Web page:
If you want to find the best places to live in this country, all you need is a bit of brainpower and some logic. You don't need the sort of hocus pocus number crunching the Money types go in for. It's an a priori affair, a matter of simple armchair deduction -- deduction which, I submit, puts the Capital District at or near the top, not only for doing business, but for living:
For starters, study a map of the U.S. while trying to forget where you live. In fact, let's get your brain as close to an objective tabula rasa as possible: pretend that no towns and cities are on the map yet. Your job is to decide how to distribute our 1992 population. Now focus on topography and climate. And start picking locales, starting with the people you really like. So, you magnanimously pick a lovely spot in the Dakotas first. Or maybe you'll pick Columbia, a Money-recommended spot in Misery oops! Missouri. Yeah, that seems about right. You want it to be frigid in winter, humid as hell in Summer, and you're friends are turned on by tornadoes.
What you would do when starting from scratch is to pick places which maximize the likes and minimize the dislikes of the citizens you're settling. What would that spell, in practical terms? Capital District. Four seasons, mountains and seascapes and lakes all within easy reach, no Deep South or Southwest scorchers, no Great Plains pancake the drive through which can drive you batty, none of the Northwest's depressingly constant precip, and no fault lines which everybody knows will sooner or later dump the entire West Coast show into the Pacific.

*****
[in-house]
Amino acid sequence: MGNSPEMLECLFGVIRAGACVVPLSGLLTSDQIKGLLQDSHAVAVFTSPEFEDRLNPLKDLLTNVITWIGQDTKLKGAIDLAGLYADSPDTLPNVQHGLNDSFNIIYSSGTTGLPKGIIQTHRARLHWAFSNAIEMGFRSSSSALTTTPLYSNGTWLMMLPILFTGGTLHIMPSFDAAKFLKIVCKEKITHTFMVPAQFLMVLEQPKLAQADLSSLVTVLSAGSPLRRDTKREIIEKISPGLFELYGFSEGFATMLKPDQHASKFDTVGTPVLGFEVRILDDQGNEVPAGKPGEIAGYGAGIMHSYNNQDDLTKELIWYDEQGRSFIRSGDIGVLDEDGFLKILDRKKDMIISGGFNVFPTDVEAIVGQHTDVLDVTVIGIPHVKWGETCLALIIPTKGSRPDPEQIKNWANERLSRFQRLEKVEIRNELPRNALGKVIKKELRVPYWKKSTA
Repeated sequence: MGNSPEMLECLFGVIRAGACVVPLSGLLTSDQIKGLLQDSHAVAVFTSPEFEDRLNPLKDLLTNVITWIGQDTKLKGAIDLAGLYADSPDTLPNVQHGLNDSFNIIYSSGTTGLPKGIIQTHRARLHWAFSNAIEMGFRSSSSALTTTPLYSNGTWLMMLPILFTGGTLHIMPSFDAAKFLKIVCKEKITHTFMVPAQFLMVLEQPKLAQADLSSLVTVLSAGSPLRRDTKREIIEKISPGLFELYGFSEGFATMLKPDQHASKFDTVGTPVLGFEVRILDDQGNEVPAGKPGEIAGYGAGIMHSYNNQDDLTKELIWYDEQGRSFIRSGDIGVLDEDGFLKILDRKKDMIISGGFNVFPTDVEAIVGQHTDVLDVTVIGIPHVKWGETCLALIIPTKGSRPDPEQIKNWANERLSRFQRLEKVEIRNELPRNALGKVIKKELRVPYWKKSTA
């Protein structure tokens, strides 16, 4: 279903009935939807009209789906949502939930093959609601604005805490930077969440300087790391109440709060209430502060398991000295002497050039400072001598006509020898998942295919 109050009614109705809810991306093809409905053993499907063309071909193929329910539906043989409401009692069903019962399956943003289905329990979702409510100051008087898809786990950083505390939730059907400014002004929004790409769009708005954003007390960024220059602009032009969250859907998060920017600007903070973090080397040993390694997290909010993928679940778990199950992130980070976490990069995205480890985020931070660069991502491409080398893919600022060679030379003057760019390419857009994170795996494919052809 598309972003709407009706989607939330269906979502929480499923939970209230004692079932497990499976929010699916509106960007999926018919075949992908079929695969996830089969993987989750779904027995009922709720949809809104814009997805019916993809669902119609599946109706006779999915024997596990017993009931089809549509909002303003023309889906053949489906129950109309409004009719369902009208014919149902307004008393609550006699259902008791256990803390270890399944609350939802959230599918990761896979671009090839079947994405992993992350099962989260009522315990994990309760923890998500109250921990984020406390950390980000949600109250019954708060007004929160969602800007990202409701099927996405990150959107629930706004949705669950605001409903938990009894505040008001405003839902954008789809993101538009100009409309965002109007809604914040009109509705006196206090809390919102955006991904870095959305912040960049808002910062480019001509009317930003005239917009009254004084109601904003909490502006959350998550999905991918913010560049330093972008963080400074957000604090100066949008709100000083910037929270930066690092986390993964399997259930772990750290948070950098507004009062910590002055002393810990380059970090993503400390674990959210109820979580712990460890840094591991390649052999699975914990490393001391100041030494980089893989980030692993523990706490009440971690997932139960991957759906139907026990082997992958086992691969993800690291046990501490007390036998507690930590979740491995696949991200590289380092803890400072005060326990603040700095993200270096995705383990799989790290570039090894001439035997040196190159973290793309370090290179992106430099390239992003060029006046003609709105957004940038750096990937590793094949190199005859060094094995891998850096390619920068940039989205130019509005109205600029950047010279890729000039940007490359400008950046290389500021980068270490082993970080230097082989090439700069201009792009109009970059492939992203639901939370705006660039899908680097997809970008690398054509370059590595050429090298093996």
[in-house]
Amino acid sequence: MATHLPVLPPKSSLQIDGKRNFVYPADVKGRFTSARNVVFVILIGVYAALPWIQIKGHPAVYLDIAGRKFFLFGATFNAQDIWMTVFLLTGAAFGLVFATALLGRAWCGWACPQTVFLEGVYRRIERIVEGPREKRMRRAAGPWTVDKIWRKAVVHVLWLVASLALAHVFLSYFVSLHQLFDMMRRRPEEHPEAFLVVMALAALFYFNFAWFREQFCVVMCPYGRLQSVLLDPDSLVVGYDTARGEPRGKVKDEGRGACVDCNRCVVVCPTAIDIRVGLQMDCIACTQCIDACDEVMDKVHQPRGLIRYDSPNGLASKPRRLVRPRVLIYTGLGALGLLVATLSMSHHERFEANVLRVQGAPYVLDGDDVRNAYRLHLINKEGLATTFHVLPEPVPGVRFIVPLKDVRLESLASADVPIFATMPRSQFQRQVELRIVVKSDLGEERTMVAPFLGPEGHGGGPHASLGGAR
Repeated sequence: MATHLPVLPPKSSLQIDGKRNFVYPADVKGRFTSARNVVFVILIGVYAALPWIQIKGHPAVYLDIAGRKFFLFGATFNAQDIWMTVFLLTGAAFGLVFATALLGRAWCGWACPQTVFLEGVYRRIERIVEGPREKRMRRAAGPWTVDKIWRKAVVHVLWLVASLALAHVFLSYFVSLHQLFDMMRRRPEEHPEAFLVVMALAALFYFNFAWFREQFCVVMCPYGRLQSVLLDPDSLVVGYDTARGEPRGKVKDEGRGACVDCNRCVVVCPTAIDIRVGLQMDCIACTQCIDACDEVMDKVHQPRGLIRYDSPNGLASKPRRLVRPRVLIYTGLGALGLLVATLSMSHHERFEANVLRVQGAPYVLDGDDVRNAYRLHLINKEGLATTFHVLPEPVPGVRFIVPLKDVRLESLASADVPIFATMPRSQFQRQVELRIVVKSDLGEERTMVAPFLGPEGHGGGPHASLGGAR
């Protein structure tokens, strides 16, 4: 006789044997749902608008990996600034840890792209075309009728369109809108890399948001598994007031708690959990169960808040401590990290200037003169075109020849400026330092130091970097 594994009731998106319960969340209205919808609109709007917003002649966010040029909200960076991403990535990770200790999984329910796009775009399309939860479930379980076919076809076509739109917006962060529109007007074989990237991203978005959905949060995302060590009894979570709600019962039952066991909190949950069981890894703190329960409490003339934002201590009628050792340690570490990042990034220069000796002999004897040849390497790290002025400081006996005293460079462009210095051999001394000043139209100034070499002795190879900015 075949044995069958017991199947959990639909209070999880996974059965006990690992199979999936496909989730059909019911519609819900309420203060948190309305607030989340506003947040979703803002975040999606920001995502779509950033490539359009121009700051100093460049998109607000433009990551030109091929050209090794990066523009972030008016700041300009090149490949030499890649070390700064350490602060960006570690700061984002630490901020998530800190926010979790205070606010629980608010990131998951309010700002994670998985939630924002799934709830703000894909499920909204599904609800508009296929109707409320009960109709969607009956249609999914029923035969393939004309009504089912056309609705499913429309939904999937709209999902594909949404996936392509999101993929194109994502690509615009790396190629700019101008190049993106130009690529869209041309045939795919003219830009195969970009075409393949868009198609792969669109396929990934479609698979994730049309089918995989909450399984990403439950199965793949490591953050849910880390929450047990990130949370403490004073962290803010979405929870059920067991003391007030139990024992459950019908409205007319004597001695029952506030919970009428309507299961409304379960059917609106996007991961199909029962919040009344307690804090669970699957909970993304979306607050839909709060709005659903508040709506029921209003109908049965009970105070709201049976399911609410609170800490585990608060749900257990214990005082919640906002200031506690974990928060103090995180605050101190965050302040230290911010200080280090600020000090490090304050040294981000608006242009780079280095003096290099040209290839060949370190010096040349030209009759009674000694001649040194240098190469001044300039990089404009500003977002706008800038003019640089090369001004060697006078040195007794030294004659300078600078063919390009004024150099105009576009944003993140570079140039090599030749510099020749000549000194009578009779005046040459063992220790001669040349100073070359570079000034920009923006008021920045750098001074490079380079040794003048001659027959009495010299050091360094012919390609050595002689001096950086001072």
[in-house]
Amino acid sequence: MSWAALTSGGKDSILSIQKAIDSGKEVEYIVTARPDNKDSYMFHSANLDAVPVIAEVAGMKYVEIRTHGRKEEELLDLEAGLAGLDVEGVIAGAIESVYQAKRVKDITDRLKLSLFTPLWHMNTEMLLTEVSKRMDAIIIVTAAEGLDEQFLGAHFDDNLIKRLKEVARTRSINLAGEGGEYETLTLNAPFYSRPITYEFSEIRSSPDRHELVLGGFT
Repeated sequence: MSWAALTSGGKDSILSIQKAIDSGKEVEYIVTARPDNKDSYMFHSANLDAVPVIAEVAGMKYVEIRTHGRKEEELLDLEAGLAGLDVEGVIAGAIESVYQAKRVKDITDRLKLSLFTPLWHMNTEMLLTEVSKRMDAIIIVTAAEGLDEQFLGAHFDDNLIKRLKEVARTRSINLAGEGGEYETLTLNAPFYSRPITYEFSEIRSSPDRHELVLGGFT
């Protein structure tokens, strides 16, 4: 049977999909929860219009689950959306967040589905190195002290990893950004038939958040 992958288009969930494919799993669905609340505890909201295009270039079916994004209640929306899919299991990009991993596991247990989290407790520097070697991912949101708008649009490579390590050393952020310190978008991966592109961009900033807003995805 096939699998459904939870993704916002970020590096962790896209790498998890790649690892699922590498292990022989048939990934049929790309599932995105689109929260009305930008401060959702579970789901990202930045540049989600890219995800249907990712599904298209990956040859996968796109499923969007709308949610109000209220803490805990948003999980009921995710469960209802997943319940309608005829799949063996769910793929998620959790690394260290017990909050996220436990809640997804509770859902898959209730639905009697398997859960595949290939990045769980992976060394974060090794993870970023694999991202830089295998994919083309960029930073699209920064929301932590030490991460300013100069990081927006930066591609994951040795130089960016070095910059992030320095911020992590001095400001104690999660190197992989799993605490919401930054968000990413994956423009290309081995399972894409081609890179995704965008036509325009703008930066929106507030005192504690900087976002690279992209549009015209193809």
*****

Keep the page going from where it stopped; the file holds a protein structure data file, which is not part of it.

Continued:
Here's a second technique. Don't solicit the opinions of the immobile. They're likely to be biased. Ask some of those with some cash to burn where they'd like to nest. Or better yet, take an armchair shortcut: pretend you have a pile of greenbacks for relocating to the place of your dreams. Where do you go? Sioux Falls, of course. It's easy to jet in and out of, you can get a penthouse at the Holiday Inn overlooking all the playgrounds featured in the Money piece, and there are a number of college kids doing theater.
But you might pick a place where the NYC Ballet dances and the horses run.
What about your kids? Well, if you follow Money, you'll have that sewn up. After all, the data's easy to come by: Harvard, Yale, Stanford -- they're really missing the boat, takin' all those dimwits from Shaker High when the valedictorian from Sioux has SATs that would nearly put him in the middle of the Niskayuna pack. Heck, you'll prolly go private anyway, and everybody knows institutions like Emma Willard come a dime a dozen in the Great Plains.
Our thought-experiment is easily extended to handle other categories ... like health care. There you are, over in Russia, say; you're the one-in-a-million entrepreneur who's made it, and you're real rich -- and also real realistic about the caliber of native doctoring. You come down with something nasty. You need the best medical care money can buy. Where do you go? Well, one thing's for sure: you'd steer clear of here. I mean suppose you have an aneurysm best treated by a state-of-the-art brain surgeon. In that case, forget Albany Med; and don't even worry about being within a short drive of such backward places as Columbia-Presbyterian. You'd better just zoom on over to the ER at Fargo General.